With Instagram, Twitter, Snapchat, Facebook – pictures and videos are a big part of showcasing yourself as a dancer and performer – it’s not just about the head shots anymore… So how do you achieve that ultimate shot?

We pinned down Official MOVE IT photographer and unofficial Sleek photographer Drew Tommons a.k.a Virtuoso Imaging to find out exactly what is takes to be the focal point of an amazing image…

Hi Drew – let’s get to know you a bit better! How would you describe yourself in three words…

Driven, Optimistic, Resilient

We can definitely agree with that! Tell us how you became a dance photographer…

Back in 2009 my daughter’s dance teacher asked me to take some photos for her website. At the time, I was struck by how even very young dancers commit themselves to giving their best for a photograph. I was immediately fascinated by the technical aspects and how an image could look like a great picture to many people, but to a dancer or dance teacher could be just wrong! It was a very important lesson to learn.

In 2010, I had a fantastic opportunity to photograph a dress rehearsal at Birmingham Royal Ballet. That was the start of an ongoing relationship with some phenomenal performers and over the subsequent years, I have photographed many of these amazing artists on stage, in the rehearsal studio and on location.

In a world of social media how would you recommend a dancer visually presents themselves online?

Go the extra mile to create images that will stand out. Go for quality over quantity, and get your photographer to delete anything that your dance teacher wouldn’t be happy with! That said, try to go easy on yourself from time to time; dancers can be some of the most self-critical people on the planet!!

You’ve worked with some amazing dancers in your time. Tell us about some of your most memorable shoots and what you enjoyed about them…

From a personal perspective, one of my most significant shoots was with Victoria Marr, who at the time was a First Soloist with BRB (Birmingham Royal Ballet). After a full day of rehearsals she leapt around a rehearsal studio for me, with total commitment, (for 2 hours!) then an hour later, went on stage to perform in front of 2000 people! While it was a massive privilege to work one to one with such an outstanding professional who was at the top of her game, it also felt like a test and a challenge to produce the images that I had envisioned and something that she would like. Fortunately, not only did she love the images, it led to an ongoing working relationship and friendship that has led to many other great shoots. Our most memorable shoot has to be when we stopped the traffic one Saturday evening on Waterloo Bridge! Victoria was in the middle of the road, leaping about in her tutu with my assistant holding the light while I was trying to direct from the other side of the road. I had about 20 Chinese tourists behind me taking pictures on their phones and a lady stopped her car next to me, took her iPad out and started filming! I think was worth it for this image though!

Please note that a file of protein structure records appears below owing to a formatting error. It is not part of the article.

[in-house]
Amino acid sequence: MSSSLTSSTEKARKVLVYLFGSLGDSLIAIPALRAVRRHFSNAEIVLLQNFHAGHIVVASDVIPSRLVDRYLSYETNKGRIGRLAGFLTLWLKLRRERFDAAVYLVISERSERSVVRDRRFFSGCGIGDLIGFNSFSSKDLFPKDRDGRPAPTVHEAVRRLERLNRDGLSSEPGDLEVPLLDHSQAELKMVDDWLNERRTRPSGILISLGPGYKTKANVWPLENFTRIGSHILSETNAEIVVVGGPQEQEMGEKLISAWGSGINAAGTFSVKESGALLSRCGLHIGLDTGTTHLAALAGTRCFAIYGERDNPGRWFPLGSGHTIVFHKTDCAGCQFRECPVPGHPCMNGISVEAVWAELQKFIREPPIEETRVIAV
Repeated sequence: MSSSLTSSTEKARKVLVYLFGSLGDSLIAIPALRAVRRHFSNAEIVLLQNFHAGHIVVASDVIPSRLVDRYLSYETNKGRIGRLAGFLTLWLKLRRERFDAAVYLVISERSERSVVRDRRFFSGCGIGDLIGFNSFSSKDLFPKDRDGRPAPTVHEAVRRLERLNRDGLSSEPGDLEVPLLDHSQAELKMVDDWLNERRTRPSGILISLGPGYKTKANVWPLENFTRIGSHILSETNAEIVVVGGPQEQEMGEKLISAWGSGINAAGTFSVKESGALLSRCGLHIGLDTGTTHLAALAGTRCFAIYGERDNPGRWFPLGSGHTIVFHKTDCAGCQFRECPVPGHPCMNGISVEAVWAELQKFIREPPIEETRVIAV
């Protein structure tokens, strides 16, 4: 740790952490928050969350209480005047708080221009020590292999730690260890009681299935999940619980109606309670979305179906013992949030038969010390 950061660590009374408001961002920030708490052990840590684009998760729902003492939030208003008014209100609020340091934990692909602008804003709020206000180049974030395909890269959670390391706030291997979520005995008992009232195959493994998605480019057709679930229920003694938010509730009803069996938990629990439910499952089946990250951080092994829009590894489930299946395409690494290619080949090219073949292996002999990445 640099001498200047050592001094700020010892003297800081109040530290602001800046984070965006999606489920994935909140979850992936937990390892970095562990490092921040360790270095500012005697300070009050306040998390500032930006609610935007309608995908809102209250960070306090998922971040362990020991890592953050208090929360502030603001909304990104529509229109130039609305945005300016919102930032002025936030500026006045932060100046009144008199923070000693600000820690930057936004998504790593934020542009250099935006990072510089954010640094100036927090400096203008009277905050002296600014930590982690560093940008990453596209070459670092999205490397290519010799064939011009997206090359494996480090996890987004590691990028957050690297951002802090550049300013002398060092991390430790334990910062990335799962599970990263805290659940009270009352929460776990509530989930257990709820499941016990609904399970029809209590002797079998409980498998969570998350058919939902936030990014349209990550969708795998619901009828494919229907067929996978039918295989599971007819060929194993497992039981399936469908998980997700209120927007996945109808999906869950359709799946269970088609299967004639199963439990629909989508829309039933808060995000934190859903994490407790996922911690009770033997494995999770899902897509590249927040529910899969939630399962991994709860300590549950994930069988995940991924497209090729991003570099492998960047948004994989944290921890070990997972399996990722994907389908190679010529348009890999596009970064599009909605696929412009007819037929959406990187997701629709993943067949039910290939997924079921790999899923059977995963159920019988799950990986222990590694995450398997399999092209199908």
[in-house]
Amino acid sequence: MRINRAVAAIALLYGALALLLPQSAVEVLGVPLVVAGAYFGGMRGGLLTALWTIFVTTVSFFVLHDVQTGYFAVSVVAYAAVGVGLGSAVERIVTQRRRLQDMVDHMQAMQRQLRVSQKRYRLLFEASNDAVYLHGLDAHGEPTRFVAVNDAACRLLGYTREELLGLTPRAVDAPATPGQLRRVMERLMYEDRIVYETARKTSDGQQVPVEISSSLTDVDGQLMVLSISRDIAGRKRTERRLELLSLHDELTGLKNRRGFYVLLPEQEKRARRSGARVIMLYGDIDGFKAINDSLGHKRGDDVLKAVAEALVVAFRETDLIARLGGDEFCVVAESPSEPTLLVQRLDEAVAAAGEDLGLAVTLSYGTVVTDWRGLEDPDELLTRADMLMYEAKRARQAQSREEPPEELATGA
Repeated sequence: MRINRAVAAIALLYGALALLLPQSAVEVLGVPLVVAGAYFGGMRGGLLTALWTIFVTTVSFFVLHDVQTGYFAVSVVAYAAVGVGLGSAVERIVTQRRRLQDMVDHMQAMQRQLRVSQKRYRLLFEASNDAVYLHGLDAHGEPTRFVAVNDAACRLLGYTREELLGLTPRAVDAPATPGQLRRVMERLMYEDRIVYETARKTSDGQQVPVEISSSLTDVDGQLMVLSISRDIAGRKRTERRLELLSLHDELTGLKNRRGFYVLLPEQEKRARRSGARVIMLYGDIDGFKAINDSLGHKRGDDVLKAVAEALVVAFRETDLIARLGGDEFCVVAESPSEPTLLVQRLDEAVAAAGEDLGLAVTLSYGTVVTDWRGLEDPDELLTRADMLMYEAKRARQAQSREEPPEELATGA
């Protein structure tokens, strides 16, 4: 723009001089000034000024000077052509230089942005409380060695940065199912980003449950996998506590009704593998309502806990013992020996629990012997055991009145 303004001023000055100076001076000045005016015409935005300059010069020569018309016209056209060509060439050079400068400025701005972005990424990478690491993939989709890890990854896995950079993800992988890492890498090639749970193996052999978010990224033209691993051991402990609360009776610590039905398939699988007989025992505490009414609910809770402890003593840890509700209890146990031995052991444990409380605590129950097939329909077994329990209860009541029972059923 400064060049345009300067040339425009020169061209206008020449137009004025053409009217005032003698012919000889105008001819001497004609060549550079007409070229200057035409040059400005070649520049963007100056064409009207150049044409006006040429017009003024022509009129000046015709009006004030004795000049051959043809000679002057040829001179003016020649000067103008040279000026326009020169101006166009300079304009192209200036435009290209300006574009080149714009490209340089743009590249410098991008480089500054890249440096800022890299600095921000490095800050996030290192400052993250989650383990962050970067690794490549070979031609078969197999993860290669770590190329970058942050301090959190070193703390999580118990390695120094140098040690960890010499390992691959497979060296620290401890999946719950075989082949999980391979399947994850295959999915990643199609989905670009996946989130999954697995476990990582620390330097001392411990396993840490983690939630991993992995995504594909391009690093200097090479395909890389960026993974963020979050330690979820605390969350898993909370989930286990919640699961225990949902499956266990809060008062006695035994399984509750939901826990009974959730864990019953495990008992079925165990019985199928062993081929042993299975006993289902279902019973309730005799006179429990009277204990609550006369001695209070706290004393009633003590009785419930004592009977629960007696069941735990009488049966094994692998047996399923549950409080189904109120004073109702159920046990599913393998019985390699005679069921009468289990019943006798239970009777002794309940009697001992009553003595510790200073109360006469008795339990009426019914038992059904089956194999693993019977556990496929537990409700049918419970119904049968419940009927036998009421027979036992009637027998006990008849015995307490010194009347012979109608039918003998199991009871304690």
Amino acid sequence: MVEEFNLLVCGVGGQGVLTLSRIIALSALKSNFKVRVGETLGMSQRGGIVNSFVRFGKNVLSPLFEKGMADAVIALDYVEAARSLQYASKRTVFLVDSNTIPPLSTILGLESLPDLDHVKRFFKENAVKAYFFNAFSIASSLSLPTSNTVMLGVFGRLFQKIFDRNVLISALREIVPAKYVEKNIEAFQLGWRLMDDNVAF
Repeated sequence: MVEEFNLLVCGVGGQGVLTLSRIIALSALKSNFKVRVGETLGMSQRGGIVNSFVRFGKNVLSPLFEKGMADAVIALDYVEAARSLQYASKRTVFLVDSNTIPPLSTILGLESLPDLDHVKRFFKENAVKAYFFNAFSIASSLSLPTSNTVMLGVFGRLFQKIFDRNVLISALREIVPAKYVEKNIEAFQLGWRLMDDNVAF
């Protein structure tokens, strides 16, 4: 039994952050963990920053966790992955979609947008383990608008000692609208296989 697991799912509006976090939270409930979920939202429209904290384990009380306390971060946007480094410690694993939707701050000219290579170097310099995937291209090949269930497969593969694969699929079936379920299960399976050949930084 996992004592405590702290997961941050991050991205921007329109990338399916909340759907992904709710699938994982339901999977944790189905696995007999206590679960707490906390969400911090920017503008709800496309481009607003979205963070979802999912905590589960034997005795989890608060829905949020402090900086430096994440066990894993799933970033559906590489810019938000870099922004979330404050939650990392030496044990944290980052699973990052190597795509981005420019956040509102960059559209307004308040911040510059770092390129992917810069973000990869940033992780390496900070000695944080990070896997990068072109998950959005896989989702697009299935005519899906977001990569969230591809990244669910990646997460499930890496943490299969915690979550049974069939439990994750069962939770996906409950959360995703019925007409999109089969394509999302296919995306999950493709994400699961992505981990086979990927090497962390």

Another highlight was being invited to photograph Roberta Marquez (Royal Ballet Principal Dancer for 12 years) in her final private rehearsal before her last ever performance for the Royal Ballet. Shooting with world class dancers is an intoxicating process and every shoot with amazing artists like Victoria, Roberta and dancers like Celine Gittens and Brandon Lawrence is very special.

What’s the best tip would you give a dancer on a shoot to help them showcase the best of their talent through photography?

Know what you want to achieve. The best shoots are when a dancer has done a bit of research and has a starting point. My job as a photographer is to take that and then help the dancer put their own identity into the images to make them their own.

Where do you go to find inspiration for your art, and where would you encourage others to find theirs?

The biggest challenge is to come up with fresh ideas that will get people to take notice. Location dance shoots seem to be increasingly popular but it’s not enough to just take a dancer out into the street and start snapping away. You need to consider all of the elements that go into creating an image. Concept, composition and lighting are critical and seem to be frequently overlooked.

I’m inspired by fashion and film of different eras. For example, watch ‘The Red Shoes’ and look at the lighting, every scene is beautifully and perfectly lit. Also look at the work of the great photographers of ‘yesteryear’ and see what they produced using film and much less sophisticated technology than we have now. While Instagram is great, if you look there for your inspiration, you may well just end up doing what everyone else is doing.

What do you think makes a dancer such a beautiful subject to photograph?

Where do I start?! Dancers, male or female, have that rare mix of elegance and grace, combined with the athleticism and power of Olympic athletes. They are the ultimate performers!